There are a million ways to decorate a home interior and a thousand interior design styles out there around the world. With an abundance of choices and ideas, it can be overwhelming to pick a theme for your home.
But if you’re looking for something achievable, take a look at some of the major and most popular design styles in homes today:
The contemporary design represents the here and now. It’s a more modern version of the modern style (I hope you get it). It’s a complete turnaround of the conventions of a traditional décor by giving a clutter-free appearance, while incorporating unique architecture, smooth forms and strong lines. It won’t give you the warmth of older design styles, but it doesn’t bring a chilly or breezy vibe either.
The contemporary style can be achieved using large windows, sleek furniture, minimal accessories, metal frames and straight legs; and by giving emphasis on basic geometric shapes and forms. Prepare to use neutral colored furniture and walls paired with brightly colored accents, but the dynamic nature of the contemporary style would let you break its own rules.
You heard it a lot from interior designers. You’ve read it a lot on home and garden magazines. And now, you don’t even know what is modern anymore. You may ask, “Isn’t all trending styles modern? Isn’t contemporary the same with modern?” Well, we’d like to answer no to both questions. “Modern” is actually an architectural design movement that originated in the 1930s, which sought to break tradition.
Modern design style employs a sense of simplicity, true use of material, minimal decorations and clean-lined architecture. The basic general rules would be: pick a neutral color pallet, observe asymmetry, add polished surfaces, employ geometric shapes, and probably the most important of all – use metal, glass and steel. Now, you may have hinted that modern design follows stricter guidelines than contemporary.
As the name suggests, the industrial style draws inspiration from a factory, warehouse or urban loft. It gives that raw, utilitarian appeal with a sense of edginess and sophistication. The industrial style was inspired from the industrial era, wherein liberal use of steel, exposed bricks and distressed wooden materials were common. Back then, it wasn’t a style; it represents the blandness of their everyday life. But somewhere along the way, its rawness and lack of pretension started to become appealing for people of the 20th to 21st century. The industrial, “unfinished” look has become a trend adopted in modern homes, loft apartments and commercial spaces.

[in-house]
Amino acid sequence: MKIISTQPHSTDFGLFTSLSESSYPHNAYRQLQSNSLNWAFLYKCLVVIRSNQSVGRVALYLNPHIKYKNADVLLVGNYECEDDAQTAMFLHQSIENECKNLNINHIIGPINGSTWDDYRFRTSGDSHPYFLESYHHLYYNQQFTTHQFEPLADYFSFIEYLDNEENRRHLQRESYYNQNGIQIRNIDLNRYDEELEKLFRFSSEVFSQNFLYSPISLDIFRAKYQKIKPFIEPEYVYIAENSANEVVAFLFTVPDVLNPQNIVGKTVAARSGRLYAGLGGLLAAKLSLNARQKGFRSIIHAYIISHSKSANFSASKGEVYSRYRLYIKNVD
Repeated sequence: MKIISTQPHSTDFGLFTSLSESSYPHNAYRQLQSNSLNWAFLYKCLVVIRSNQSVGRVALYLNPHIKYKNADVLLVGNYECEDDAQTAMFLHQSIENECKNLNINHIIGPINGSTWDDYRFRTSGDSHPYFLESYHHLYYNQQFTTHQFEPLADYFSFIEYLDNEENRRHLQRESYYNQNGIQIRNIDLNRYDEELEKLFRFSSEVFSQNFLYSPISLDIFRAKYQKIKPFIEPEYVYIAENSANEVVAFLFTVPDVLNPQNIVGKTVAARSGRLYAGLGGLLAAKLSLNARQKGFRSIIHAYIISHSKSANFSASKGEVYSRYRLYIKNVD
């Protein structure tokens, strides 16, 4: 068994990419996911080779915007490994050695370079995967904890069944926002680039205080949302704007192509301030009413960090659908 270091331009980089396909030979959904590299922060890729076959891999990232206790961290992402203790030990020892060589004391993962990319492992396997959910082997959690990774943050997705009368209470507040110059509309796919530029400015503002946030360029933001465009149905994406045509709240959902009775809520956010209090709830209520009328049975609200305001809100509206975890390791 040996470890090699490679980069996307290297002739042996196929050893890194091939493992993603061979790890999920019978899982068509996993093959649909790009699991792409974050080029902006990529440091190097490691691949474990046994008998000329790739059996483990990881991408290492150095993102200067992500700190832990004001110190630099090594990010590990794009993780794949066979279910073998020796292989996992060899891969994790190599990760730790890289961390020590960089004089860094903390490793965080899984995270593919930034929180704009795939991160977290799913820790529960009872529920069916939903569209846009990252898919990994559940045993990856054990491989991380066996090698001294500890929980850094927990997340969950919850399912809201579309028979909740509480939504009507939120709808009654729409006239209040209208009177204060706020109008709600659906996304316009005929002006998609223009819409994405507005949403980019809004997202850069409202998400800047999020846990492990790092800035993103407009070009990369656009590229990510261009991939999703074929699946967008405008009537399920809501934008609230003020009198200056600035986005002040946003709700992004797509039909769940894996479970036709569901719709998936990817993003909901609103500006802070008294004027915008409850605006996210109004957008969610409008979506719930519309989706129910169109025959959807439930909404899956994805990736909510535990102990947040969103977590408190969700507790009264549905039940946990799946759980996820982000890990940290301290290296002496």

Think about visible pipes, high ceilings with wooden beams, stainless steel counters, exposed brick and ductwork, dangling metal fixtures, abstract art, plus more combinations of wood and metal. Pick some worn-down furniture and incorporate stripped-back architecture. That’s how the industrial design looks like.
4. Mid-Century Modern
There were some disagreements as to when the mid-century modern design movement originated, but as the name implies, it lasted for around the 1940s to the 1970s. It epitomizes the nostalgic post-war memories and Rat Pack days with its open floor plans, organic and natural shapes, contemporary patterns, minimalistic design and eye-popping accents. The mid-century modern design is all about giving a classic functionality with minimal fuss.
To achieve the mid-century modern look, don’t be afraid to mix and match traditional materials such as wood, with non-traditional materials such as glass, metal, vinyl and plastic. Pick background colors from neutral to bold or black to white, then accentuate with deep colors like olive green, teal, orange and mustard yellow. Go for quirky fixtures and accessories. Blur the lines from organic to man-made. Bring the outside in.
The Scandinavian style is an offshoot of the mid-century modern design and made it more simple and pure. It’s an all-time trend that represents the simplicity of life in the Nordic countries. Think about their climate and their landscape comprised of forests, mountains and lakes. Their homes must feel cozy, bright and rejuvenating. And yes, that’s what the Scandinavian style is all about.
This style is characterized by simplicity, functionality, craftsmanship, elegance and warmth. The all-white color palette with earthy undertones and the incorporation of wood, steel, bronze accents and wide plank flooring is commonly seen in homes with Scandinavian design. The interiors are also spacious, well-lit by natural light and have minimal decorations.
The timeless appeal of the traditional style lies within its tasteful blending of elegance and comfort. Inspired by the 18th to 19th century Europe, expect classic styles, antique furnishings, symmetry and other elements with rich history within traditionally-designed homes. It makes use of rich color palettes, finished wood, curvy lines, different textures, patterned surfaces and elaborate ornaments.
Traditional design may remind you of the familiarity of the past, perhaps because you grew up in a home with comfy leather armchairs, thick curtains, elegant chandeliers, floral wallpapers, and walls embellished with wooden photo frames. There is a certain warm and welcoming feeling that the traditional style can only make us feel.